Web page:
- Holy Harlots: Femininity, Sexuality, and Black Magic in Brazil
Kelly E. Hayes' Holy Harlots is a study of the role of a Pomba Gira, a bawdy female spirit central to Brazilian Umbanda ritual practice, in the life of a female worshiper living in a notoriously dangerous favela on the outskirts of Rio de Janeiro. Hayes grounds her study in an intimate portrait of Mãe Nazaré, the priestess who regularly incorporates a particular manifestation of the spirit known as Maria Molambo. An hour-long DVD called Slaves of the Saints, also directed by Hayes, accompanies the book, and both Mãe Nazaré and Maria Molambo feature prominently in the film. The book is a careful, attentive parsing out of the origins of this spiritual figure and her significance in the personal narratives of Mãe Nazaré. But Hayes takes pains to insist that her focus goes beyond "ethnographic biography" in the limited sense of the study of one charismatic woman's life; she wants to explore Molambo's significance in a broader social context.
Students of African diasporic religion will quickly be reminded of Karen McCarthy Brown's seminal work, Mama Lola: A Vodou Priestess in Brooklyn—and indeed, Hayes pays tribute to this earlier work, which similarly recounted the spiritual narratives and explanatory models of a dynamic, commanding woman. But while Mama Lola's storytelling capacities seemed to inspire Brown to take her own poetic liberties, melding an often novelistic voice with her ethnographic observations, Hayes has taken a more modest stylistic approach—perhaps unsurprisingly, given that the book grew out of her doctoral dissertation. She describes, for example, a social "setting where men and women have different levels of involvement in and expectations about sexual intimacy, marriage, and family responsibility" (9), rather than engaging in a more impassioned or judgmental account. But Nazaré herself more than makes up for Hayes's discretion: she is a handful, and she is the first to tell you so.
Or rather, she tells you that Maria Molambo is a handful. Nazaré, who is forced to put up with various indignities, explains that she is a "slave" not to her arguably abusive father and husband, not to the six children who demand [End Page 218] her domestic labors, not to the clients who demand her spiritual services, but to the entity whom she incorporates, and who articulates with astonishing raunch and swagger just what she thinks about those "different levels of involvement and expectations."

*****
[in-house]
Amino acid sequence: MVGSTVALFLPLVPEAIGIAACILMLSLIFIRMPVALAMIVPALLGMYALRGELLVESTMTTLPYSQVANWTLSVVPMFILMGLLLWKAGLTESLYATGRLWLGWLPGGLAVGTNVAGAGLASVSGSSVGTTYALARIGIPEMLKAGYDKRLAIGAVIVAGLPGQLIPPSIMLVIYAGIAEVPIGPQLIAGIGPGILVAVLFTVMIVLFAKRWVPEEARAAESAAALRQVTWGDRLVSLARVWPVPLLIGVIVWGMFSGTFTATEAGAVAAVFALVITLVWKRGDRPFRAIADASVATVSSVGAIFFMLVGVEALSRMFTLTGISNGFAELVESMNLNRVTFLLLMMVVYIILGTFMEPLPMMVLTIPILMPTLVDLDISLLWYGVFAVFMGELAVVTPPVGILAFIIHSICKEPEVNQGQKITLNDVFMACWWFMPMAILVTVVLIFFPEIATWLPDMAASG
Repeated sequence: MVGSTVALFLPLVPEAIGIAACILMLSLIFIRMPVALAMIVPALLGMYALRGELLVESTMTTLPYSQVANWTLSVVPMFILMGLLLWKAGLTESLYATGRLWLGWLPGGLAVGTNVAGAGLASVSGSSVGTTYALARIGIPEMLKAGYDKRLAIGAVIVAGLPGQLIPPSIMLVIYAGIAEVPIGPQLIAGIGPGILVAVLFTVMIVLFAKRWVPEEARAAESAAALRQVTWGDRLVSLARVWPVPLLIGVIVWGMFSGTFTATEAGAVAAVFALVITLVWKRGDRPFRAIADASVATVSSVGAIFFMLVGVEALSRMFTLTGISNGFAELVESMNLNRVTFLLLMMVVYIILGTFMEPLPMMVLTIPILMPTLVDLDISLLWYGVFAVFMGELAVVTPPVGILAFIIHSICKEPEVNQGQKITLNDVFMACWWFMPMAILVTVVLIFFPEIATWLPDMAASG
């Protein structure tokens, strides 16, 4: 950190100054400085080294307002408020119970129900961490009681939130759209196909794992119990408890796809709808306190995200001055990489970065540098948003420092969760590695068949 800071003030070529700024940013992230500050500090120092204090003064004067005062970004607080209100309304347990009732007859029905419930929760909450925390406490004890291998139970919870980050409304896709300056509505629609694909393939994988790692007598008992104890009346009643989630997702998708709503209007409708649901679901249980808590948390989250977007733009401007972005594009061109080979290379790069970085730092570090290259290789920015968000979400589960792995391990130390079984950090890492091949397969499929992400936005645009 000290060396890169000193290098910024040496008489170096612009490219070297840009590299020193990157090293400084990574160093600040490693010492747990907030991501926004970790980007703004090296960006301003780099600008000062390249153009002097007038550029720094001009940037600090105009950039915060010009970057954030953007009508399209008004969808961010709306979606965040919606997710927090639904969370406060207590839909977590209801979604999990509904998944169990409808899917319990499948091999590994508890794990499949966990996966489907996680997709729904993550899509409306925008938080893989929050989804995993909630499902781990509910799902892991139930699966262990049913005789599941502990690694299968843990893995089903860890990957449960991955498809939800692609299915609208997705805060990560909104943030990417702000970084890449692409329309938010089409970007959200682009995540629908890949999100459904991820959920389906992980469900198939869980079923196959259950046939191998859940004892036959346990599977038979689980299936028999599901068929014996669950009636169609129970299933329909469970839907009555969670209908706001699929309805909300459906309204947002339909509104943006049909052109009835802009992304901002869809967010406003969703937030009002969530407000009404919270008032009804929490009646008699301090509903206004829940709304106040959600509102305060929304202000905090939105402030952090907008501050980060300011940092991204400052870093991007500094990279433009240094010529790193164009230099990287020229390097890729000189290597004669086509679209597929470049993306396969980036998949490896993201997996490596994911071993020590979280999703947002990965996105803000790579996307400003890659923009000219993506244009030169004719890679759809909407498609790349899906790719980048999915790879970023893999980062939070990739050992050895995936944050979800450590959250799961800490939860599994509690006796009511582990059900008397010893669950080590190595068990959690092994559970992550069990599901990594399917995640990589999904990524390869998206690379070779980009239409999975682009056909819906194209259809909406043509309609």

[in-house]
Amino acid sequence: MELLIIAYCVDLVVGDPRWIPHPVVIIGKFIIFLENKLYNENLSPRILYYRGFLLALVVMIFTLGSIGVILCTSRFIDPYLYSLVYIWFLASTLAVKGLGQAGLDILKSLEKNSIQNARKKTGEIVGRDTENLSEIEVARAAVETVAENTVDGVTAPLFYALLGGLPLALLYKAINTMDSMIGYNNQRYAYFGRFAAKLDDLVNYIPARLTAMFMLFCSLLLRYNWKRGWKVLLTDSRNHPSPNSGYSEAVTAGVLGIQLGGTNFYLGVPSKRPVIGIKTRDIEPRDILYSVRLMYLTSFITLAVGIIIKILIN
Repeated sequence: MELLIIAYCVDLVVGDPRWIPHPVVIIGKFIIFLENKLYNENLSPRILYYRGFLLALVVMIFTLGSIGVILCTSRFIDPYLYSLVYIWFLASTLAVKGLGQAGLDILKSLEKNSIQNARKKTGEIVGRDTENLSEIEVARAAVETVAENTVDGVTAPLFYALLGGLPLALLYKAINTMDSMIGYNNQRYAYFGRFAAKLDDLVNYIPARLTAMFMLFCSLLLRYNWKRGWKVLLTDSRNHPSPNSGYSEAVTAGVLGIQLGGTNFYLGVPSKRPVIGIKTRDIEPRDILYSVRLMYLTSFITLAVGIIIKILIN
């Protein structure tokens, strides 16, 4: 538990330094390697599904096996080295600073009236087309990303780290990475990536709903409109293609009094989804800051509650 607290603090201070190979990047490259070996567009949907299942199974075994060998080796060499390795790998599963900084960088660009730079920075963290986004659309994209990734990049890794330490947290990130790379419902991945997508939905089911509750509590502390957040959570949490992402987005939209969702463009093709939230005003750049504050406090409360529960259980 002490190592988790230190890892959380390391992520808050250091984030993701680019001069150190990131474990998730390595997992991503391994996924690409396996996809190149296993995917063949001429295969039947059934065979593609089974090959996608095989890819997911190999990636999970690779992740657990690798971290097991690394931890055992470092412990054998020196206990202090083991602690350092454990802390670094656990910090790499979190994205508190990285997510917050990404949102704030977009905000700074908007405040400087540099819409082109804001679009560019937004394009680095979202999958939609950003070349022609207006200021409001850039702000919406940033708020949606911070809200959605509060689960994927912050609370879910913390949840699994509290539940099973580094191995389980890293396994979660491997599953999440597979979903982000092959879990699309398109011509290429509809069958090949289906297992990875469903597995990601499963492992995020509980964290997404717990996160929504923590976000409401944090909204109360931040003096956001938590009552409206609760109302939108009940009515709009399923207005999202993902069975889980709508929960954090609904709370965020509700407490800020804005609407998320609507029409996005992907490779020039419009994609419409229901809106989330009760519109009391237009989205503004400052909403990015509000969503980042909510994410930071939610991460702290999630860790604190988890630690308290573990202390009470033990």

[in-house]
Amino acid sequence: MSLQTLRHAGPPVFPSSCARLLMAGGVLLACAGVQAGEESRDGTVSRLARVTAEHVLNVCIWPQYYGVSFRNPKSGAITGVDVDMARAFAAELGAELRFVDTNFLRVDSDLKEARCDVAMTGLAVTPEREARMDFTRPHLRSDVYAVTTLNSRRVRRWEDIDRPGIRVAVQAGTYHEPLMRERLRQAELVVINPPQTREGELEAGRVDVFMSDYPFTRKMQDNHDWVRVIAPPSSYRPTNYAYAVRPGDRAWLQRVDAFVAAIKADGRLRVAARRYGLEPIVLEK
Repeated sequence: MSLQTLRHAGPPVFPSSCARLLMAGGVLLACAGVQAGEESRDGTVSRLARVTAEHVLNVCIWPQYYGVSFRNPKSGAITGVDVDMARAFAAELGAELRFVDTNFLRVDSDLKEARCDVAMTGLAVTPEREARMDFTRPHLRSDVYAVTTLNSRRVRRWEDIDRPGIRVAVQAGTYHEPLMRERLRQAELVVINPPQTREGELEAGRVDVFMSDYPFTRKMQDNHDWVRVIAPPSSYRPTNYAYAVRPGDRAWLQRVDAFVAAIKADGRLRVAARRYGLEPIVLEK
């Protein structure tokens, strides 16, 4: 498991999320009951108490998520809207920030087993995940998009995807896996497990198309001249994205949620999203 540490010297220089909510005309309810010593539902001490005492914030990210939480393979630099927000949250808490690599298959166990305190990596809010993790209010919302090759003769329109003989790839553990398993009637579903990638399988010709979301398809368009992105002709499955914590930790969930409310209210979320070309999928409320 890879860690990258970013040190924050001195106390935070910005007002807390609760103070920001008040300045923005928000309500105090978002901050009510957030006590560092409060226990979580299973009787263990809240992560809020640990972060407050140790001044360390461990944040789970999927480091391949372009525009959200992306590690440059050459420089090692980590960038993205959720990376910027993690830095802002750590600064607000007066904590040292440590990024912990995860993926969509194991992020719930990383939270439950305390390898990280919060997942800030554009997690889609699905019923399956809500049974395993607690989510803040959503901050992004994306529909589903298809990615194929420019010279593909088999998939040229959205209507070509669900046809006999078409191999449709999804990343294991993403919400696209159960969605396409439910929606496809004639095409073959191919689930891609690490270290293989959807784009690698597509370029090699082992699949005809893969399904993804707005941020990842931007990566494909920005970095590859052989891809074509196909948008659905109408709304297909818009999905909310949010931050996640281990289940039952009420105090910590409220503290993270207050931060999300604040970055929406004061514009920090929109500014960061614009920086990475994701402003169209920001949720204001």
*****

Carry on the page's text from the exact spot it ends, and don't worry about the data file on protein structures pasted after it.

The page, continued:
The book commences with an overview of the origins and attributes of the figure of the Pomba Gira, noting that the ostensibly "purer" forms of African religious practice (particularly those houses designated "Nagô" in Brazil) have historically been privileged in both the ethnographic literature and the popular imagination. The Pomba Gira, on the other hand, is a New World entity, not a traditional African one. Hayes goes on to situate her informants in their social context, where class, race, and gender are inescapable determinants in one's mobility. Then the book turns to Nazaré's own "spirit narratives"—the stories she tells about her own life, and her interpretation of the interventions of Maria Molambo as she negotiated various personal difficulties. Finally, Hayes recounts a number of trabalhos—ritual actions prescribed or enacted by Mãe Nazaré for the welfare of her clients.
Trabalho means, literally, work, and at one point Hayes paraphrases Stephan Palmié on the labor politics that might be seen as framing each ritual trabalho: "in the context of structural poverty and political repression, the image of the market . . . is a cruel phantasm because it mystifies the hierarchical relations of the dominant and the dominated who must sell their labor for a vastly unequal rate of return" (196). But ironically, it is in the ritual context that "works" are often demonized as "fetishism" by both Catholic and Evangelical religious dogma and more generally by outsiders to African religious practice.
It is gender relations, however, rather than class relations, that are emphasized in Nazaré's stories. Hayes's subtitle indicates this, as well...